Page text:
It would be desirable to simulate the abdomen strengthening features of the popular floor exercise commonly known as "crunches" in which a "crunch" position alternates with a release position. Initially, the exerciser assumes the release position, lying on his back on the floor with his hands behind his head, his legs bent at the knees and his feet lifted slightly off the floor. To achieve the "crunch" position, the exerciser uses his abdominal muscles to pull his shoulders and knees toward each other. Then to achieve the release position, the exerciser relaxes his abdominal muscles, allowing his shoulders and knees to move away from each other. There are also variations of this exercise. For example, one can prop one's legs up with an object such as a chair and perform this exercise while keeping the legs immobilized. In addition, one can cross one's arms across one's chest instead of putting them behind one's head. This exercise serves to strengthen the abdominal muscles. However, it does not exercise the back muscles to the same extent, nor does it provide for a cardiovascular workout. In addition, with each of this exercise's variations, there is always the risk of harmfully straining the exerciser's neck.
It is therefore an object of the present invention to provide an apparatus that provides for strengthening the trunk muscles in combination with a cardiovascular workout.
A further object of the present invention is to provide an apparatus that provides for strengthening of the trunk muscles without straining the exerciser's neck or compressing the exerciser's spine.
A further object of the present invention is to provide an apparatus that will exercise the body without causing undue stress or injury to the body. For example, the present invention does not bend the knees excessively; therefore, undue stress on the knees is avoided. Also the present invention tends to maintain the proper posture of a user without imposing stress or pressure on the back.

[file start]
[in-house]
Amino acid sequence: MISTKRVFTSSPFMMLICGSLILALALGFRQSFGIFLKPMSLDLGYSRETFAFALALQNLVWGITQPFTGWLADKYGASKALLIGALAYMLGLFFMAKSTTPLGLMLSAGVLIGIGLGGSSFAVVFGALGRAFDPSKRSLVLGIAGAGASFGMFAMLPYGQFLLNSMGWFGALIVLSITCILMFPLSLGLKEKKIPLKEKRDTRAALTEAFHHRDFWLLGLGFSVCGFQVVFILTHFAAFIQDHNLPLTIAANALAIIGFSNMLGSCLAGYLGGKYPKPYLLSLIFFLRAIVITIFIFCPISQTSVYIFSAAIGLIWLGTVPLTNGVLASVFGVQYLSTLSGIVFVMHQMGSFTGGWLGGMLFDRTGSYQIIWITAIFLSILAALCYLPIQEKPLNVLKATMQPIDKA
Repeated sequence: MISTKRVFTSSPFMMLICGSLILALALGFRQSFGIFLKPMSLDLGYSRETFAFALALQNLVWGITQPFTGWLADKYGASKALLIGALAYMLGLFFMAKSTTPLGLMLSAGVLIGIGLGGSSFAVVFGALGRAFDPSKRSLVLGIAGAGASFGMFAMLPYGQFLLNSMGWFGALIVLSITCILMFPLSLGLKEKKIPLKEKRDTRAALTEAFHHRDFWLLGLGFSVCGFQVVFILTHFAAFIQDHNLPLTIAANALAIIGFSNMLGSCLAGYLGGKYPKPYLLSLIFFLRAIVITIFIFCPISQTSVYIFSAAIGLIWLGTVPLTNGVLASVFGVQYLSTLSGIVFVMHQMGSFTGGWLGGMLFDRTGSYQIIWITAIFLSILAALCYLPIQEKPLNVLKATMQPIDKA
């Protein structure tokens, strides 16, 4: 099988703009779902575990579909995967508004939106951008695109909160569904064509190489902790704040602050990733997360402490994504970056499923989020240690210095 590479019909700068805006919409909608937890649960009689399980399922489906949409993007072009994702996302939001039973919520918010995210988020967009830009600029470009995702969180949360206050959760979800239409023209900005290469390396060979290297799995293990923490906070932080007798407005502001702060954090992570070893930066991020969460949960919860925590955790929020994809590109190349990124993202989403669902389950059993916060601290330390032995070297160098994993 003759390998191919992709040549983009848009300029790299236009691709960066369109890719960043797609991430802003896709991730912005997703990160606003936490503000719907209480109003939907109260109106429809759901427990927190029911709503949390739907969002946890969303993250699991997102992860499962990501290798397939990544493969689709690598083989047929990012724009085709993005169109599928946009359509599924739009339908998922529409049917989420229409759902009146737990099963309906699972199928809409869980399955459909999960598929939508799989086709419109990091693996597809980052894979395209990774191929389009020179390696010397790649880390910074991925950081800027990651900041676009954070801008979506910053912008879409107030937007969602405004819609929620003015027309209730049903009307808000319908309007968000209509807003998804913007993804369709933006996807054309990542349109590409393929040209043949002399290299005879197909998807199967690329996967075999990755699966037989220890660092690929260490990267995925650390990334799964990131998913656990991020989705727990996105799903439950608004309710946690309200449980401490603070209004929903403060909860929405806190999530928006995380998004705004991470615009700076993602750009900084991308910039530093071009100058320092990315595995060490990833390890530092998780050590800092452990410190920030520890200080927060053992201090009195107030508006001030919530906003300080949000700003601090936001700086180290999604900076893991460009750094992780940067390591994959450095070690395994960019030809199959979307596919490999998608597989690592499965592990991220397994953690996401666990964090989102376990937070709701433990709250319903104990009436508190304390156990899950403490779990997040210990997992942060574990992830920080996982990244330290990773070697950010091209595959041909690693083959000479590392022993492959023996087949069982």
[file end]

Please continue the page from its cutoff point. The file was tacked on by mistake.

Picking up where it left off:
A further object of the present invention is to provide an apparatus that has an adjustable resistance capability so that users of varying degrees of fitness and physical strength may benefit from the use of the present invention.
A further object of the present invention is to simulate the abdomen strengthening features of the "crunches" exercise in the vertical position while adding a dynamic movement, which provides a cardiovascular workout.
These and other objects are achieved according to the present invention by an apparatus for trunk strengthening and cardiovascular exercise. Briefly summarized, this apparatus has three major elements: a dynamic means for producing two movements, termed a forward folding movement and a return straightening movement, which require the use of a user's trunk muscles; a framework means for supporting the dynamic means; and a resistance means for opposing the forward folding movement and/or the return straightening movement.